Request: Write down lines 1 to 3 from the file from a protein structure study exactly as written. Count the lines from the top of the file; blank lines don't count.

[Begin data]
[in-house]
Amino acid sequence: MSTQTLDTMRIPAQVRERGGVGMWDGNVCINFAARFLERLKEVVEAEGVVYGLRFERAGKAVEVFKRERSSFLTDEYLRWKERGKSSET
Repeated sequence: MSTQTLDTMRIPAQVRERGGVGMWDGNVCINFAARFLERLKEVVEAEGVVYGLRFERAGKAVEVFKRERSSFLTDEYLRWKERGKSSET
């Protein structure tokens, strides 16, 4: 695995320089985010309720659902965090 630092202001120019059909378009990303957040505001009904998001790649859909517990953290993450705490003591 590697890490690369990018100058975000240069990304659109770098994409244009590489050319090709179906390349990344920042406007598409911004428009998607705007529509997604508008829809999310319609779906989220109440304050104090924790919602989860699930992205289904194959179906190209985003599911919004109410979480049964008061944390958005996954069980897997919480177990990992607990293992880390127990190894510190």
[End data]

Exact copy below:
[in-house]
Amino acid sequence: MSTQTLDTMRIPAQVRERGGVGMWDGNVCINFAARFLERLKEVVEAEGVVYGLRFERAGKAVEVFKRERSSFLTDEYLRWKERGKSSET
Repeated sequence: MSTQTLDTMRIPAQVRERGGVGMWDGNVCINFAARFLERLKEVVEAEGVVYGLRFERAGKAVEVFKRERSSFLTDEYLRWKERGKSSET